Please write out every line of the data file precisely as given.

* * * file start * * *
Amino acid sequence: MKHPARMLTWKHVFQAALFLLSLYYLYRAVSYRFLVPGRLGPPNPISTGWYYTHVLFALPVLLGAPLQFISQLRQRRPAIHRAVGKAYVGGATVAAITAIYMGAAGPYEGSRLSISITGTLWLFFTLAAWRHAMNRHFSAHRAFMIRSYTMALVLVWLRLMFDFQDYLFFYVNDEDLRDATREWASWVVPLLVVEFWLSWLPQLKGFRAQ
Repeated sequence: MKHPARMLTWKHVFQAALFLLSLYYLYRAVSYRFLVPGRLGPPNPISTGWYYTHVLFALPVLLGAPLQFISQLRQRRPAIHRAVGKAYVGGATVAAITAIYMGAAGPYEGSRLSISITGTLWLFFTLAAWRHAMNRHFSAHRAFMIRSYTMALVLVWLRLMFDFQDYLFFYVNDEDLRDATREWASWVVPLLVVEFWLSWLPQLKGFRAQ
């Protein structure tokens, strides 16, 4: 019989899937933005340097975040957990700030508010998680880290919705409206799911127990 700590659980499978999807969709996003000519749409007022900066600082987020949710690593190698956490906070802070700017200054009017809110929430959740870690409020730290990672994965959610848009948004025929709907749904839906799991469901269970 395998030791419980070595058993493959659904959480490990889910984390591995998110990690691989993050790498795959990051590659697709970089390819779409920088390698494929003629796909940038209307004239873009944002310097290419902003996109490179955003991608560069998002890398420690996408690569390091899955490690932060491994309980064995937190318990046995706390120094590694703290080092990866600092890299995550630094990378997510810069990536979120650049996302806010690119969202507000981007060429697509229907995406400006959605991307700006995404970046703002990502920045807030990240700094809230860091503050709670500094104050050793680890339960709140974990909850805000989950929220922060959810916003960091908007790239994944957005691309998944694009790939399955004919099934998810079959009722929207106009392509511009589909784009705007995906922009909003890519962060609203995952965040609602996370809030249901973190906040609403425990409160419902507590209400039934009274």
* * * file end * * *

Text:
Amino acid sequence: MKHPARMLTWKHVFQAALFLLSLYYLYRAVSYRFLVPGRLGPPNPISTGWYYTHVLFALPVLLGAPLQFISQLRQRRPAIHRAVGKAYVGGATVAAITAIYMGAAGPYEGSRLSISITGTLWLFFTLAAWRHAMNRHFSAHRAFMIRSYTMALVLVWLRLMFDFQDYLFFYVNDEDLRDATREWASWVVPLLVVEFWLSWLPQLKGFRAQ
Repeated sequence: MKHPARMLTWKHVFQAALFLLSLYYLYRAVSYRFLVPGRLGPPNPISTGWYYTHVLFALPVLLGAPLQFISQLRQRRPAIHRAVGKAYVGGATVAAITAIYMGAAGPYEGSRLSISITGTLWLFFTLAAWRHAMNRHFSAHRAFMIRSYTMALVLVWLRLMFDFQDYLFFYVNDEDLRDATREWASWVVPLLVVEFWLSWLPQLKGFRAQ
């Protein structure tokens, strides 16, 4: 019989899937933005340097975040957990700030508010998680880290919705409206799911127990 700590659980499978999807969709996003000519749409007022900066600082987020949710690593190698956490906070802070700017200054009017809110929430959740870690409020730290990672994965959610848009948004025929709907749904839906799991469901269970 395998030791419980070595058993493959659904959480490990889910984390591995998110990690691989993050790498795959990051590659697709970089390819779409920088390698494929003629796909940038209307004239873009944002310097290419902003996109490179955003991608560069998002890398420690996408690569390091899955490690932060491994309980064995937190318990046995706390120094590694703290080092990866600092890299995550630094990378997510810069990536979120650049996302806010690119969202507000981007060429697509229907995406400006959605991307700006995404970046703002990502920045807030990240700094809230860091503050709670500094104050050793680890339960709140974990909850805000989950929220922060959810916003960091908007790239994944957005691309998944694009790939399955004919099934998810079959009722929207106009392509511009589909784009705007995906922009909003890519962060609203995952965040609602996370809030249901973190906040609403425990409160419902507590209400039934009274």